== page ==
Scientific curiosity has lead physicists to break an atom into electrons and the nucleus, the nucleus into protons and neutrons. Inside the protons and neutrons are still smaller parts. This brings us to the world of elementary particles, particles for short.
At the smallest measurable length scale, 10 to the power minus seventeen meters, there are three families of pointlike quarks and leptons, which build up all (ordinary) matter. Each quark comes in three forms, called color: red, green or blue. These elementary particles interact via boson exchange corresponding to the electromagnetic, weak and strong interactions. The behavior of these particles can be described by a beautiful mathematical theory called the
This is not, however, all. Measurements of the cosmos surprisingly indicate that
It is fascinating to think how close - or far ! - we are in understanding these matters with strings (open or closed), branes (two or higher dimensional membranes), M(ystique)-theories in 11 dimensions, inflating bangs and multiple universes.
Felt a touch of spark? Then make a net serch with a keyword like "superstring" or go to the "official" site of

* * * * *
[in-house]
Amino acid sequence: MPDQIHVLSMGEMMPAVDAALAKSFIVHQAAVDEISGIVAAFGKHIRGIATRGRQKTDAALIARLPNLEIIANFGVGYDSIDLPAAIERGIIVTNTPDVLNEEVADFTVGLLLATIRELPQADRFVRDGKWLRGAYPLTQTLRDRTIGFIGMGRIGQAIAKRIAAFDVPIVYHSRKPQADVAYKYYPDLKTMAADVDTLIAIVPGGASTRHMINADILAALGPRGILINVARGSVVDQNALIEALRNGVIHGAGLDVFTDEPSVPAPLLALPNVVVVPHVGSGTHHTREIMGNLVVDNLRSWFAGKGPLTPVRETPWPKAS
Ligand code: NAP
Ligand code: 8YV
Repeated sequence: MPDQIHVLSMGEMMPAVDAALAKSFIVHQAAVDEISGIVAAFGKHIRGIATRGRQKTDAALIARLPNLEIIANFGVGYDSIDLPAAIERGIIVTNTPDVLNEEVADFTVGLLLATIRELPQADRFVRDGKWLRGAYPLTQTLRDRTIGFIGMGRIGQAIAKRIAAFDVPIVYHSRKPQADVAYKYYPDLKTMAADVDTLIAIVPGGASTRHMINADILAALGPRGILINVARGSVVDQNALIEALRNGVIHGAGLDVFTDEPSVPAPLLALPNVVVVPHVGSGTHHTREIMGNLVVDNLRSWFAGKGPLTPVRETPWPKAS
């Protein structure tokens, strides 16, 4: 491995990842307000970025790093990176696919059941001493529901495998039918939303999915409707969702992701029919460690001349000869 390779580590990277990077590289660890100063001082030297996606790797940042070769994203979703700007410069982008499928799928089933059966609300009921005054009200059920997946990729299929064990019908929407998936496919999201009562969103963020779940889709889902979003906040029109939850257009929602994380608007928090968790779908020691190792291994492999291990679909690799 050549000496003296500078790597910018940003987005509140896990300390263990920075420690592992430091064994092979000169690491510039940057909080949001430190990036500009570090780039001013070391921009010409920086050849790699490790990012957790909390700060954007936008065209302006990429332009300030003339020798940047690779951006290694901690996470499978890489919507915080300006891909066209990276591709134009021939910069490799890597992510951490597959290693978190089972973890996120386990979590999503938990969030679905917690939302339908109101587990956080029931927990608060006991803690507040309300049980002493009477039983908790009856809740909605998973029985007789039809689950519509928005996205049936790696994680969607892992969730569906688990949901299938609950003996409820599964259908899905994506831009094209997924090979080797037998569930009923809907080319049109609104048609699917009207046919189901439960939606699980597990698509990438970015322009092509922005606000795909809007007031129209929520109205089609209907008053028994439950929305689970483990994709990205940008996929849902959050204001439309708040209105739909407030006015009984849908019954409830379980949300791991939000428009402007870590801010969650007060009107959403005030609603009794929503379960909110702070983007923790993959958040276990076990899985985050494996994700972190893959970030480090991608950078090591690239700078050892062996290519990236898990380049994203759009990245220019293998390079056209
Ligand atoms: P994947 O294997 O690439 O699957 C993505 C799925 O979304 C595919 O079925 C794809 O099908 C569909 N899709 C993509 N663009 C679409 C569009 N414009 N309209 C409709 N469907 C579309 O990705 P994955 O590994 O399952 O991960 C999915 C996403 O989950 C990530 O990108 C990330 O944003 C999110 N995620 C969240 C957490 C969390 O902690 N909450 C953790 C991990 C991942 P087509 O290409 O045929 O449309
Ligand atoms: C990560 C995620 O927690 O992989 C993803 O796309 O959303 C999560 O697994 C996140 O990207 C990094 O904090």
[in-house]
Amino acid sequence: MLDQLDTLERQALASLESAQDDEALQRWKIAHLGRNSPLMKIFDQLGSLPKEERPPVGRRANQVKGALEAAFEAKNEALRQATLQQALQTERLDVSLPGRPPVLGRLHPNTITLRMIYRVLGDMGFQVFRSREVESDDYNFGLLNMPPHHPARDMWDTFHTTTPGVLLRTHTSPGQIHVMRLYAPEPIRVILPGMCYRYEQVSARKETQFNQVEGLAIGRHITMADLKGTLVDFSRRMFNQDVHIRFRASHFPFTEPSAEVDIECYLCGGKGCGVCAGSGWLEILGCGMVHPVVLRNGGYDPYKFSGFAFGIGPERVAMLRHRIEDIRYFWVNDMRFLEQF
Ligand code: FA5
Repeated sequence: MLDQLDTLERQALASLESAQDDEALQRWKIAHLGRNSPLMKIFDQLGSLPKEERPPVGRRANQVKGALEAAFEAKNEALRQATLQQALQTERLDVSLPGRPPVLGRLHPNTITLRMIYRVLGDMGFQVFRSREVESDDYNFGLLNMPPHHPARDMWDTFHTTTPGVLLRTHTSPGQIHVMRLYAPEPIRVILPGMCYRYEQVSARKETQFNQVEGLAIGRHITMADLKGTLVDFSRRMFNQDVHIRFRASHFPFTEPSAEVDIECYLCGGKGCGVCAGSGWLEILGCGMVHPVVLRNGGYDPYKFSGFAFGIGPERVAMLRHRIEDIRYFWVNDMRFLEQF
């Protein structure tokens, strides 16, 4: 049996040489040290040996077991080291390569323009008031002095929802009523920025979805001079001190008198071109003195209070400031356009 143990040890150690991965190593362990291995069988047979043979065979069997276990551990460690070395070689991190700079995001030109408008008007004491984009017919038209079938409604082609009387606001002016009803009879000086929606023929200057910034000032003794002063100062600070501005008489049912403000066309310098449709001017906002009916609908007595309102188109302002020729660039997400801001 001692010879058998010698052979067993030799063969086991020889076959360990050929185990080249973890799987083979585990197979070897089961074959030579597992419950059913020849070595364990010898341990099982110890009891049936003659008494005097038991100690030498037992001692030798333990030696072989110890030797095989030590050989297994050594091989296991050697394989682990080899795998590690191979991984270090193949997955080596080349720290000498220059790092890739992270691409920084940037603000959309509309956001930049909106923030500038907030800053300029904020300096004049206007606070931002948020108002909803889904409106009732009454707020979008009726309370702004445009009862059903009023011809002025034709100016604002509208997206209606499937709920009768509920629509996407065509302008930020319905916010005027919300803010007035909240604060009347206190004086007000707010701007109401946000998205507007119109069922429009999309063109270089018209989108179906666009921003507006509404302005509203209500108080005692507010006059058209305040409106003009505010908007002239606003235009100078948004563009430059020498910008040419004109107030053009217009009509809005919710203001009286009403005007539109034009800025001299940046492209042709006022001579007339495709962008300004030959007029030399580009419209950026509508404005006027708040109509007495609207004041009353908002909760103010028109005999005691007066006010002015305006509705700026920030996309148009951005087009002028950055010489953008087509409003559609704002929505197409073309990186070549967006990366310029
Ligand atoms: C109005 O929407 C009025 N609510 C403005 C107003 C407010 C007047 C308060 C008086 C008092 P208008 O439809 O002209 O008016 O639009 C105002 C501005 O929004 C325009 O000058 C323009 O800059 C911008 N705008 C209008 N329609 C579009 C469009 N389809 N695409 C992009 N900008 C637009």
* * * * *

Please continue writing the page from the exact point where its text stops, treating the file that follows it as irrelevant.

A very readable concise review , dated Dec 19, 2002, of the string theory by Ed Witten of Princeton, one of the top string theorists, is recommended.
As the Web was originally designed at CERN for scientific information sharing and distributing it comes as no surprise that techical publications of particle physics and related fields have for a number of years been available on the Internet as soon as the author(s)transfer the text/image files from their computers to CERN or arXiv (Cornell & mirrors) e-print archieves. Webcasts, both live and archieved, are becoming available, eg. from CERN. An excellent, all covering particle physics information web site has been compiled at SLAC Library.
A random pick from the arXiv particle theory page, and from the New York Times Science section.